Back on the street after dinner, he announced, “I’m running low on spoons.” We stopped to rest at Trafalgar Square. Then my train was due in an hour, so parted we ways at the Northern Line.
IT’S LOVELY not having to justify eating at a particular table, or wanting to photograph the visual texture of fractured safety glass, or why subway announcements are so endearing. Or that one is getting overwhelmed and needs to rest and stim, or is running out of spoons.
Nor did it take us twenty minutes to say Good-bye; that was enough social interaction for a while.
This post from Finn’s excellent blog, Standing in the Way of Control is an easily-accessible introduction to the uses and problems that can result with “person-first language”*.
Just an appetizer:
This oppositional attitude toward disability stems from the ableist idea that disability is something that happens to “normal” people—or that disabled people are altered able-bodied or neurotypical people—rather than a natural aspect of human existence. This applies particularly to those of us who have lifelong disabilities—we cannot envisage a life in which we were not disabled relative to the societies in which we grew up.
Now, go read “Person-first language and oppositional models of disability”! (-:
* “Person-first language” refers to the practice of saying, “person with ____”, meant to emphasizing the person rather than defining them by their condition(s). Good intentions run into the law of unintended consequences when ignoring how people define themselves by intrinsic qualities, e.g. “I am a Deaf”, “My autistic aunt”, “He’s bisexual”.
I was going to call this my “Hope For 2015”, but that is so passive and useless. Anybody can – and lots of people do – post warm, fuzzy notes with Hopes for the New Year, and others click and share. Lovely.
But this is NOT all warm & fuzzy. It’s literally dead serious (with many murdered throughout the year), and quite often blunt, because I am blunt at times. It’s also a call to a change of perspective for some of you.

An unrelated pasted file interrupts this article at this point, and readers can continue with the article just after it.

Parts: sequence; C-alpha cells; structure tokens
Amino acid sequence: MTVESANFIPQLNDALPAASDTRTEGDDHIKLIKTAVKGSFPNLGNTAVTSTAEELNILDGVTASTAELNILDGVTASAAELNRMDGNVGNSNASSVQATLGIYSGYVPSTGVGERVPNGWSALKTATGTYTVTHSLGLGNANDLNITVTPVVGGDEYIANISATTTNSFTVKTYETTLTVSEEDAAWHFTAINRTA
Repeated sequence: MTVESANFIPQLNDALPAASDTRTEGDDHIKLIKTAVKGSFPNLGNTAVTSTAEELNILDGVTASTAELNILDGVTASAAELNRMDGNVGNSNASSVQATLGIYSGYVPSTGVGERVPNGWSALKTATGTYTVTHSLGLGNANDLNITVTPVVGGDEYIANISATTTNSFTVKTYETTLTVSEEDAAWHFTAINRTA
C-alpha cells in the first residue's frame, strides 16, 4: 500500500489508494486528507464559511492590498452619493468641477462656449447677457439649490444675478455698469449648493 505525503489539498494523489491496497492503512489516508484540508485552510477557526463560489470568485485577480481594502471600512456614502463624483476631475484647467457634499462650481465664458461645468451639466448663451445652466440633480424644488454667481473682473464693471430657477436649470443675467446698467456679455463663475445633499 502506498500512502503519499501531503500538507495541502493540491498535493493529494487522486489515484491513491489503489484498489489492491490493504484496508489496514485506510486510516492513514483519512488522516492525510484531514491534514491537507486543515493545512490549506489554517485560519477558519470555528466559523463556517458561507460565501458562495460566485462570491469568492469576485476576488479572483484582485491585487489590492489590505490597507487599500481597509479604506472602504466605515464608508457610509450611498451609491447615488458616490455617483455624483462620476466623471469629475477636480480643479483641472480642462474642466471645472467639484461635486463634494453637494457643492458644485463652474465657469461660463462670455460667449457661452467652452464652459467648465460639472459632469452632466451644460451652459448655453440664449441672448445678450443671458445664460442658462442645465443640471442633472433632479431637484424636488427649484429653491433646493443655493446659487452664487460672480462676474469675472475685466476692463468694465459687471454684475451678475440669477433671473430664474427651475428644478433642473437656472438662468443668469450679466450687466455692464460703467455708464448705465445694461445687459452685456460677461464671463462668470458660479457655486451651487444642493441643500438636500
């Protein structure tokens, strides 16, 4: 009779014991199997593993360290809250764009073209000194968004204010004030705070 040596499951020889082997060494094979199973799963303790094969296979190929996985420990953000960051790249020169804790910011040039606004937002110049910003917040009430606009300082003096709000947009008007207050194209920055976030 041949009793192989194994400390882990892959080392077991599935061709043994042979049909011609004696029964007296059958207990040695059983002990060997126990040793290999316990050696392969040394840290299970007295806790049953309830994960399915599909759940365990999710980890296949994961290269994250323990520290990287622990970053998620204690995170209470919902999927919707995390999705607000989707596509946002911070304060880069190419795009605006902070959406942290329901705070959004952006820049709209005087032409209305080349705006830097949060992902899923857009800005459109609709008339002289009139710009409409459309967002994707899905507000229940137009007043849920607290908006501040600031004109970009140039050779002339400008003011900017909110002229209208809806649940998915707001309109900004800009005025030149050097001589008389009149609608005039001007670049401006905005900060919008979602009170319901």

Deal. Think about it. I’m not a lone voice. Click and share.
MY CALL TO ACTION IS FOR YOU TO READ THIS THROUGH, THINK, AND SPEAK UP. ALL YEAR LONG.
And the next year and the next.
This isn’t about some stranger, or Those Other People, or “That Kind”.
Children with disabilities or other differences are not diseased or broken. The same is true for adults. Yes, those “poor, little disabled children” grow up into disabled adults. Gee, so where’s the concern now? It sure isn’t at work; in the U.S. general unemployment is at 5.3%, but for disabled adults it’s twice that at 10.8%.
Nor are autistic or ADHD children some kind of modern mystery; millions of such adults have been around for decades, just unrecognized for lack of diagnostics. Most of us are profoundly relieved to find out Why. We still have to deal with the details, but that’s easier when you know that not all your difficulties are from some kind of moral failing, or from a lack of trying (and trying, and trying).
WHAT, YOU NEVER HAD KIDS LIKE “THAT KIND” IN YOUR CLASSES? YOU KNOW WHY?
Some were kept at home, because until passage of the IDEA in 1975, US law did not require public schools to teach everyone.
Some were warehoused in institutions, badly treated, undiagnosed or misdiagnosed, and oft uneducated.
But many of us were there; how we struggled through school and life, without accommodations or understanding, and often the target of bullying by peers and even school officials.
Untold numbers of women and men just knew themselves inexplicably “a bit odd”, and did best they could; some succeeding, others not so well.
At worst are those who not only lacked resources, but were shunned by society’s classism, ableism, racism and sexism, and (if still alive) are found among the imprisoned, derelicts, addicts, abused and enslaved populations.